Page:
The fallacy of parenting insurance

We all look for insurance - health insurance, life insurance and to some extent "parenting insurance".  The challenge with parenting insurance is that we're really trying to affect the outcome of someone else's life and they have more than a little to say about the matter.

Last week, I moderated a lively teleconference on kindergarten readiness. It's available as a podcast and well worth the listen.  But the listeners were mostly shocked at the message - that kindergarten readiness is an artificial construct created by upper middle class parents seeking to ensure their children have an edge.  Parenting insurance.  The research favors starting children on time - and even a little bit on the young side.  

Tutoring companies and elite elementary schools prey upon our need for parenting insurance.  We legitimately want to give our children all the opportunities and cultivation they need to succeed in life.  Measuring success by academic achievement and collegiate acceptances. Which seems to be as much about proving that we are amazing as parents as it is about them knowing how to be successful.

Articles in Nurture Shock (my new favorite book on parenting) aggregate the research and show that intelligence testing of young children is incredibly unreliable - up to 30 points of IQ swing is regularly noted between ages 5 and 14.  30 points in IQ measurement is HUGE.  The research also shows that children routinely told they are smart often have a harder time in high school and college - because they think if they don't "get it" instinctively, it's an issue of intellect and not of diligence and hard work.  Einstein said - 95% of brilliance is just showing up.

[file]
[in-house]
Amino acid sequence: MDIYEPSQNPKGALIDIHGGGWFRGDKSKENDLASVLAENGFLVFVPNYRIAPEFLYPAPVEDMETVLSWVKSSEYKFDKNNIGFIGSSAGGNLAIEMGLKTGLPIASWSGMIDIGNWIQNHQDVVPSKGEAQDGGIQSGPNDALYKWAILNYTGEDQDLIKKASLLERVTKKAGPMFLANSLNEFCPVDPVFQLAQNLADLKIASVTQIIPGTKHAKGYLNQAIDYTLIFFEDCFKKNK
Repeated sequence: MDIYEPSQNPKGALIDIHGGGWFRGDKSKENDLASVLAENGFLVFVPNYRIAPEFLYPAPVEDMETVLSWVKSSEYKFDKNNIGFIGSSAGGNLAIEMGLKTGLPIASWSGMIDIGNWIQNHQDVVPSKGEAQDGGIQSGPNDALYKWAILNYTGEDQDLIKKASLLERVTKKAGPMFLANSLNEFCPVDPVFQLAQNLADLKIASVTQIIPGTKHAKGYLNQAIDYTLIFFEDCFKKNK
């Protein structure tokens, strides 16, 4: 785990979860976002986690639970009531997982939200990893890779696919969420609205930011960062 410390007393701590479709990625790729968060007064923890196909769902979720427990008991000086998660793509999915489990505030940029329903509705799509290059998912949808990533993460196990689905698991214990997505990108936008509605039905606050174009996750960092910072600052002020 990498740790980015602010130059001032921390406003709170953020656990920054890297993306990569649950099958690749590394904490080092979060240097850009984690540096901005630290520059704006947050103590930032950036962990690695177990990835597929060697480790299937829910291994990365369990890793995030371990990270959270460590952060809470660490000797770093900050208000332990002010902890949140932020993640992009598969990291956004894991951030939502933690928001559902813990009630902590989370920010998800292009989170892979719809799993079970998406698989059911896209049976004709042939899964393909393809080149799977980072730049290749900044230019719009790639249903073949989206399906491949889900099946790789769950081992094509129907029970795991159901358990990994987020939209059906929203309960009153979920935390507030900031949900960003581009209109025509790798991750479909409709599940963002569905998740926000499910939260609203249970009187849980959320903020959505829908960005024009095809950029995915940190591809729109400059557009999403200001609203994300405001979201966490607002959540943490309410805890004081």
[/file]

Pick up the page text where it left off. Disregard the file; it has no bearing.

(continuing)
My feeling is that there is no parenting insurance.  There's no schools that ensure our children will get into colleges we can brag about.  There are schools that teach critical thinking and personal responsibility - but those schools will only have an impact if we as parents value and teach the same thing - which means letting our children make decisions, make mistakes and deal with the consequences of those mistakes.  I think it must get very scary when your child is a teenager or young adult and takes many more risks than my young my philosophy is to instill the values and foundation now that will, hopefully, guide them through the risks that inevitably will come their way.  

What's your parenting insurance?  Did it work?